As testers it can be particularly dangerous, not necessarily because of impostor or Facebook effects, but because we need to be aware that when we choose not to share, or acknowledge, or reacknowledge some significant issue with the thing we're testing we may be inadvertently hiding it (although context should guide the extent to which we need to temper the temptation to over-report and be accepting of others reminding us of existing information). It's one of the reasons I favour open notebook testing.
Note to self: I don't know what you know, you know?
Image: Overcoming Impostor Syndrome
Are you attending Velocity NYC next week? If you are (or are in New York during that time) I encourage you to take the opportunity to meet with us during the event.
We are hosting a performance engineering meet-up on Monday. Keep reading to find out how you can join us!
It is also anticipated that employer demand will create 3.7 million new IT jobs by 2016. So it’s only natural, going hand-in-hand with this explosive job growth, that there is a need for workers with skill sets that will allow them to run the tech necessary to power this new app economy.
According to Applause/uTest Chief Marketing and Strategy Officer Matt Johnston, who sat down for an interview with the New England Journal of Higher Education, it’s also an “alternative” path that testers are taking to learn these in-demand skill sets:
“With a recent surge in employment thanks to the proliferation of IT jobs, many adults who are seeking to turn their careers around and want to participate in the apps economy are turning to alternative education paths—because going back to college will take too long for them to obtain a degree.”
uTest has been proud to have been a part of this alternative path with the launch of uTest University almost a year ago, designed to be a single source for testers of all experience levels to access free training courses. You can check out the full article right here with Matt’s interview, which gets into how testers and other IT workers are taking education into their own hands in this new economy, and how programs like uTest University and other massive open online courses (MOOCs) are leading the charge.
And you can also start your education right away — no expensive textbooks needed — over at uTest University, totally free to members of the uTest Community.
When you record Web/HTTP scripts using HP LoadRunner’s Vugen, you might find that the script won’t play back without modification. This is often due to values that apply specifically to the current session. Because Vugen is playing back values that were recorded when the script was originally recorded, these values are not valid when played back. To make the script play back correctly, these values must be replaced with values from the currently executing session. The process of identifying and replacing these values is known as correlation.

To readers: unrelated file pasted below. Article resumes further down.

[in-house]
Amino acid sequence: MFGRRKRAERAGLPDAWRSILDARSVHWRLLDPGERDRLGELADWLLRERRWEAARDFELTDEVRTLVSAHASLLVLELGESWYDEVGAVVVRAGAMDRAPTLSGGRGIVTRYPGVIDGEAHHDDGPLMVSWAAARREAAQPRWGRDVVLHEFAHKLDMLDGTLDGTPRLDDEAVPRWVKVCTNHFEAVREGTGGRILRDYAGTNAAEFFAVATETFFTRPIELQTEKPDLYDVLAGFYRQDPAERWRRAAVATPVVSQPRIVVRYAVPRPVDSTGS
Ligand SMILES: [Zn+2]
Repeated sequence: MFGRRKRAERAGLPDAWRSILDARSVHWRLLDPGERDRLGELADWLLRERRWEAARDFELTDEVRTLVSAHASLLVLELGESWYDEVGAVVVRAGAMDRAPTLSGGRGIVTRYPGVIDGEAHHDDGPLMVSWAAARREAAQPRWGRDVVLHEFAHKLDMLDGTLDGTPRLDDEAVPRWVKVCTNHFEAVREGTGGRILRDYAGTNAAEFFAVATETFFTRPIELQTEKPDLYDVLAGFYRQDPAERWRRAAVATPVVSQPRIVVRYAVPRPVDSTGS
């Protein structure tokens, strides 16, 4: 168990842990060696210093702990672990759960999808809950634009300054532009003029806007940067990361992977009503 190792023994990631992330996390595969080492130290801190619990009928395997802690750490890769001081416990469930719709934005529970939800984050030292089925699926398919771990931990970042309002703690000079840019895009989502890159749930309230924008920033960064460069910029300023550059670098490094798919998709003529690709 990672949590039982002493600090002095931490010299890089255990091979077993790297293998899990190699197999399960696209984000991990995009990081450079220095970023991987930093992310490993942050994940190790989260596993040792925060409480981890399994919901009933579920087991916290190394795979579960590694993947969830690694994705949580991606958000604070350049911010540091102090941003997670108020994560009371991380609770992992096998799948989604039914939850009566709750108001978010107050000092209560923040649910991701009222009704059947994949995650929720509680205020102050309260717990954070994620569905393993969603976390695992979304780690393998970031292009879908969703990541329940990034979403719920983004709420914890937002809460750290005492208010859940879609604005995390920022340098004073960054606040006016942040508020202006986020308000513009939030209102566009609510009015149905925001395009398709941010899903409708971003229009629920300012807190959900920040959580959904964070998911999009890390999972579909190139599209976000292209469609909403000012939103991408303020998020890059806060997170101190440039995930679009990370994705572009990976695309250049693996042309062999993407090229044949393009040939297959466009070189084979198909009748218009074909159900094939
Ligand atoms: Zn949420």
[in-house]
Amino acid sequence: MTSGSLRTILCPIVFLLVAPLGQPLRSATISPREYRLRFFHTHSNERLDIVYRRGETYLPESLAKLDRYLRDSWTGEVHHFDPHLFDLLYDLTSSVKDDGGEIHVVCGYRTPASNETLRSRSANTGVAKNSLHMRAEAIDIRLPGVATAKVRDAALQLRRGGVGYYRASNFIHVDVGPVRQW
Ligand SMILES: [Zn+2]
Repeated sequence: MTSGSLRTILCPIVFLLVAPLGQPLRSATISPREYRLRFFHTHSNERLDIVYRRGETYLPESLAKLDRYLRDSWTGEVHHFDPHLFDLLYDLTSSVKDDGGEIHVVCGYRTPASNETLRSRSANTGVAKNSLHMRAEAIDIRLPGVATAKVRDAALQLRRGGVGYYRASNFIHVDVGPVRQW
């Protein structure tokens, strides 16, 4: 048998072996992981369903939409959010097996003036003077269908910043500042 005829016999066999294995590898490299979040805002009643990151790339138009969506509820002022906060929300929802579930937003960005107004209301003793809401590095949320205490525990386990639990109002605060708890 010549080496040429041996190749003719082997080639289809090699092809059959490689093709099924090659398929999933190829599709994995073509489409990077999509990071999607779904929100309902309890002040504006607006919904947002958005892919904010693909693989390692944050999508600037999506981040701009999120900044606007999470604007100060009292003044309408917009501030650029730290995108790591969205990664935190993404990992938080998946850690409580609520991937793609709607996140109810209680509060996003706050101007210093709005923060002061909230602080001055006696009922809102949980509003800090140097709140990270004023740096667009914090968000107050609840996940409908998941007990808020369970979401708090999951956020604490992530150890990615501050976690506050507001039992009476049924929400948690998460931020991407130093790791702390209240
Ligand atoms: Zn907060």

Continue reading to learn some tips that will make it easier for you to correlate values in your Vugen scripts.
(This post was written by Yang Luo (Kert) from the LoadRunner R&D Team)
To read more, visit our blog at blog.sonatype.com.
How to Optimize the Good and Exclude the Bad/ Bot Traffic that Impacts your Web Analytics and Performance
This blog is about how a new generation of BOTs impacted our application performance, exploited problems in our deployment and skewed our web analytics. I explain how we dealt with it and what you can learn to protect your own systems. Another positive side-effect of identifying these requests is that we can adjust our web […]
Initially, Jenkins Enterprise by CloudBees customers were mainly using Jenkins on-premise for CI workloads. But in the last two years, a growing number of customers have pursued an extensive Continuous Delivery strategy and Jenkins has moved from a developer-centric tool to a company-wide Continuous Delivery hub, orchestrating many of the key company IT assets.
For CloudBees, this shift has translated into a massive growth of our Jenkins Enterprise by CloudBees business and has forced us to reflect on how we see our future. Since a number of CloudBees employees, advisors and investors are ex-JBossians, we’ve had the chance to witness first-hand what a successful open source phenomenon is and how it can translate into a successful business model, while respecting its independence and further fueling its growth. Consequently, it quickly became obvious to us that we had to re-focus the company to become the Enterprise Jenkins Company, both on-premise and in the cloud, hence exit the runtime PaaS business (RUN@cloud & WEAVE@cloud). While this wasn’t a light-hearted decision (we are still PaaS lovers!), this is the right decision for the company.